Campus News

UK, Lighthouse Beacon collaboration highlights connection between medicine and engineering

Thomas Pater, chief perfusionist at Kentucky Children’s Hospital, shows students from Laurel and Harlan County high schools how an extracorporeal membrane oxygenation (ECMO) machine works. Photo by Rick Childress.
Hubie Ballard, M.D., poses for a portrait
Stanley and Karen Pigman

LEXINGTON, Ky. (June 10, 2024) — Megan Parsley has wanted to be an engineer since she was 8. 

She’s been interested in biomedical engineering since discovering the inspiring story of a Florida dolphin named Winter who lost her tail in a crab trap but was able to thrive after receiving a prosthetic tail.  

“I went and visited that dolphin before she passed away in 2021 and it completely piqued my interest,” Parsley said.   

The daughter of an aerospace engineer, Parsley will be starting her freshman year at the University of Kentucky this coming fall and pursuing a pre-biomedical engineering degree.  

But months before she’ll move into her dorm, the Lauren County Center for Innovation graduate was able to get a taste of life on campus and a sampling of what a career at the crossroads of engineering and medicine might look like.  

Thanks to a new effort to engage more Eastern Kentucky students with the connections between medicine and engineering, Parsley was among 60 Laurel County Center for Innovation and Harlan County High School students who spent a day on campus in April taking in hands-on lectures from UK experts and touring the UK Stanley and Karen Pigman College of Engineering and College of Medicine. Parsley said the day helped show her how an engineering education might be implemented in improving patient lives.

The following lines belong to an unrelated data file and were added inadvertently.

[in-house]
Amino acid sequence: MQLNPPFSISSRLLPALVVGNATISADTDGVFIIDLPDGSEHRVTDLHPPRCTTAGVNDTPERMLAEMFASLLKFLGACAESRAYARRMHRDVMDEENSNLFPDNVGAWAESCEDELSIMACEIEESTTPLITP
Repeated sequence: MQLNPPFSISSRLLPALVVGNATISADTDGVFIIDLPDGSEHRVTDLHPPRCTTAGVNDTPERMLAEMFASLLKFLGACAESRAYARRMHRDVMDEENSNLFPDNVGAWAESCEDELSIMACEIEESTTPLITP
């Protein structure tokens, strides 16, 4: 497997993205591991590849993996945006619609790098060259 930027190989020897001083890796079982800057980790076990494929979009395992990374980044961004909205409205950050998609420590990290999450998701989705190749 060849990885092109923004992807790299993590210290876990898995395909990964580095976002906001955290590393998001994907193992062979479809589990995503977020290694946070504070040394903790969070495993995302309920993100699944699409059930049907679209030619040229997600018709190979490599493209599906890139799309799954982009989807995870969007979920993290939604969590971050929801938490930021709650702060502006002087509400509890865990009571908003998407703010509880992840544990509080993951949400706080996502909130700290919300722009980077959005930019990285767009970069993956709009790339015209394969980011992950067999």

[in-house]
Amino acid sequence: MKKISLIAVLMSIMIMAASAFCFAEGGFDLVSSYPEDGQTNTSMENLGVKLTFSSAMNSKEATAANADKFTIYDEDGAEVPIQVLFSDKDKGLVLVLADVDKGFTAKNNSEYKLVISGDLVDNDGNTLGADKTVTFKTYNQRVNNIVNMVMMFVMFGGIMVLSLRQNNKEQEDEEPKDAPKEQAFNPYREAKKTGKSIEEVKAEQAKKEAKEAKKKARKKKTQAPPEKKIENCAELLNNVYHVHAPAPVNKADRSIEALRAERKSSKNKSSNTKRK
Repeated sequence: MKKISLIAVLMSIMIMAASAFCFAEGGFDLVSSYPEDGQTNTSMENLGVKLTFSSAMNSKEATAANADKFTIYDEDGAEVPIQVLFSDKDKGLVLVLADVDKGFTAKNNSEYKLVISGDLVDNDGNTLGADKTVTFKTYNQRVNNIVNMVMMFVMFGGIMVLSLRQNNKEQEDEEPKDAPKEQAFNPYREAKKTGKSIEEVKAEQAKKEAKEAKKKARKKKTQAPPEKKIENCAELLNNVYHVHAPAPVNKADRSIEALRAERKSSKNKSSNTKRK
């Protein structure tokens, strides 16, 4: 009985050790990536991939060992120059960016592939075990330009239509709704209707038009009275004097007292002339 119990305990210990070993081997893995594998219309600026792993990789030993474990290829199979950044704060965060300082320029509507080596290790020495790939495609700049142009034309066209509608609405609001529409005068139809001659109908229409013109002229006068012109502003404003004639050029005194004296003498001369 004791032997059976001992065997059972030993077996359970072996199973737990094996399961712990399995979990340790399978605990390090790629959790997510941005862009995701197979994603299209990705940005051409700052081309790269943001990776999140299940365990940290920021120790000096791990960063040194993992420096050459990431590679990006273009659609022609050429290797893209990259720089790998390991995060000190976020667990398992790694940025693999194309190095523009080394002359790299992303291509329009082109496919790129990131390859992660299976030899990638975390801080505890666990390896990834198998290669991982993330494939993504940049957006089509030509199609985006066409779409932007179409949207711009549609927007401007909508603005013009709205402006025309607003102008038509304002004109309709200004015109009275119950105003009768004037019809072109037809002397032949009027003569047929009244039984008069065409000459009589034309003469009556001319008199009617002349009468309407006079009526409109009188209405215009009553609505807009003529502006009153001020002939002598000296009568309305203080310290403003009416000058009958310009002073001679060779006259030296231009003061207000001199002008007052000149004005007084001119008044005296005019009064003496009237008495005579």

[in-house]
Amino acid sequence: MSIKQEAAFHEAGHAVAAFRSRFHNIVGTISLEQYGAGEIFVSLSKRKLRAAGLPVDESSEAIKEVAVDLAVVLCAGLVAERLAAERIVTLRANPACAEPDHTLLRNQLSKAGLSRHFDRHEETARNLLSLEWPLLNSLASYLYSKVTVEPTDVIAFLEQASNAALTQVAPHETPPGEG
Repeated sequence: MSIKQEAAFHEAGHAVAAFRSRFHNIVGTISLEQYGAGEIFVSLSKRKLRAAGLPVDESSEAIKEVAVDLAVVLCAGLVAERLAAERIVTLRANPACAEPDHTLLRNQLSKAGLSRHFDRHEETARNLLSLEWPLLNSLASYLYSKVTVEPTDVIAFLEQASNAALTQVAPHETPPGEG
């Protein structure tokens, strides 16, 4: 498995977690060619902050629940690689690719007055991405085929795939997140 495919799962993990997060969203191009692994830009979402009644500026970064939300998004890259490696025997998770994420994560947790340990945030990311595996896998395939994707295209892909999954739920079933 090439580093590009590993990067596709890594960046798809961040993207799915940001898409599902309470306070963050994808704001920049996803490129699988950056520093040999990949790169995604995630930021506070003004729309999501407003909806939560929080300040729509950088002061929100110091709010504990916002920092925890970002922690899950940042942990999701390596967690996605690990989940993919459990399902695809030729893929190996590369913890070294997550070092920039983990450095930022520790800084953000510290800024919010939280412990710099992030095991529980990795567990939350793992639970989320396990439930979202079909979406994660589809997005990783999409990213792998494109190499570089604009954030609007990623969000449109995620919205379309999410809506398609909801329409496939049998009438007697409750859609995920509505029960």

I’ve been on tons of engineering tours because that’s what I’ve wanted to do since I was little but this gave me more of the implication side of it,” Parsley said. “Being able to put engineering into the medical space, which a lot of time is separate, solidified that this is what I want to do.” 

The goal for the visit, which was put on in conjunction with UK HealthCare and Karen and Stanley Pigman’s Lighthouse Beacon Foundation, is to give rural Kentucky high school students, who are interested in STEM, a chance to come and see how those skills can be applied.  

“We are deeply passionate about equitable STEM (science, technology, engineering and mathematics) programmatic support and outreach in Eastern Kentucky schools,” the Lighthouse Beacon Foundation said.  

The visit from the South Laurel and Harlan County students dovetails with a trip that several representatives from UK HealthCare and the Lighthouse Beacon Foundation made earlier in April to multiple high school STEM programs across Eastern Kentucky. 

“Connecting schools and teachers to opportunities like the Medicine and Engineering event at the University of Kentucky allows students to receive unique experiences that build the competencies and skills necessary to develop an interest and a passion for engineering,” according to the foundation. “Through the removal of barriers hindering student participation in such events, our foundation acknowledges the direct correlation between programmatic support and heightened engagement, serving as a powerful catalyst for igniting students’ enthusiasm for STEM careers. Events like these assist in creating clarity for students on the trajectory needed to move from high school into engineering and medicine.”